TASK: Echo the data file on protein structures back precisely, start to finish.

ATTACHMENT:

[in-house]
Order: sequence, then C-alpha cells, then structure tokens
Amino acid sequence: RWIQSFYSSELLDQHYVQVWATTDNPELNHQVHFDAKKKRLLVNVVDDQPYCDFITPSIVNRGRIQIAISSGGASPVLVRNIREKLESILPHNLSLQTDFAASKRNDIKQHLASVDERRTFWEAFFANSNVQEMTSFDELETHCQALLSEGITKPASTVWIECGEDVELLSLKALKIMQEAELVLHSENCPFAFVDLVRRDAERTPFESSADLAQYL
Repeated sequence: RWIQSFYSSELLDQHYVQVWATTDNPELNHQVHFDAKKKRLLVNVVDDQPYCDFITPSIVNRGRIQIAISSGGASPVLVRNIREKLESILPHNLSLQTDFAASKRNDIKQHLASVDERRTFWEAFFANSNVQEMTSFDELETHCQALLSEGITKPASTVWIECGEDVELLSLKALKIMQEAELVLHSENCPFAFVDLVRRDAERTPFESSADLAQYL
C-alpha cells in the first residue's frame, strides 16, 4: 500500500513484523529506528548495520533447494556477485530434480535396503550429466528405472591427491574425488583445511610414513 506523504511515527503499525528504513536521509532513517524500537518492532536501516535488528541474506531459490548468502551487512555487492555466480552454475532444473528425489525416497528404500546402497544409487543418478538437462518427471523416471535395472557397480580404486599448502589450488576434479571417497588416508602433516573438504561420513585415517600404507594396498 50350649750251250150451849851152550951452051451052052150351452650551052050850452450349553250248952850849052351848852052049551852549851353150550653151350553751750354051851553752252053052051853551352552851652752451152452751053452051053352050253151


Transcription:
[in-house]
Order: sequence, then C-alpha cells, then structure tokens
Amino acid sequence: RWIQSFYSSELLDQHYVQVWATTDNPELNHQVHFDAKKKRLLVNVVDDQPYCDFITPSIVNRGRIQIAISSGGASPVLVRNIREKLESILPHNLSLQTDFAASKRNDIKQHLASVDERRTFWEAFFANSNVQEMTSFDELETHCQALLSEGITKPASTVWIECGEDVELLSLKALKIMQEAELVLHSENCPFAFVDLVRRDAERTPFESSADLAQYL
Repeated sequence: RWIQSFYSSELLDQHYVQVWATTDNPELNHQVHFDAKKKRLLVNVVDDQPYCDFITPSIVNRGRIQIAISSGGASPVLVRNIREKLESILPHNLSLQTDFAASKRNDIKQHLASVDERRTFWEAFFANSNVQEMTSFDELETHCQALLSEGITKPASTVWIECGEDVELLSLKALKIMQEAELVLHSENCPFAFVDLVRRDAERTPFESSADLAQYL
C-alpha cells in the first residue's frame, strides 16, 4: 500500500513484523529506528548495520533447494556477485530434480535396503550429466528405472591427491574425488583445511610414513 506523504511515527503499525528504513536521509532513517524500537518492532536501516535488528541474506531459490548468502551487512555487492555466480552454475532444473528425489525416497528404500546402497544409487543418478538437462518427471523416471535395472557397480580404486599448502589450488576434479571417497588416508602433516573438504561420513585415517600404507594396498 50350649750251250150451849851152550951452051451052052150351452650551052050850452450349553250248952850849052351848852052049551852549851353150550653151350553751750354051851553752252053052051853551352552851652752451152452751053452051053352050253151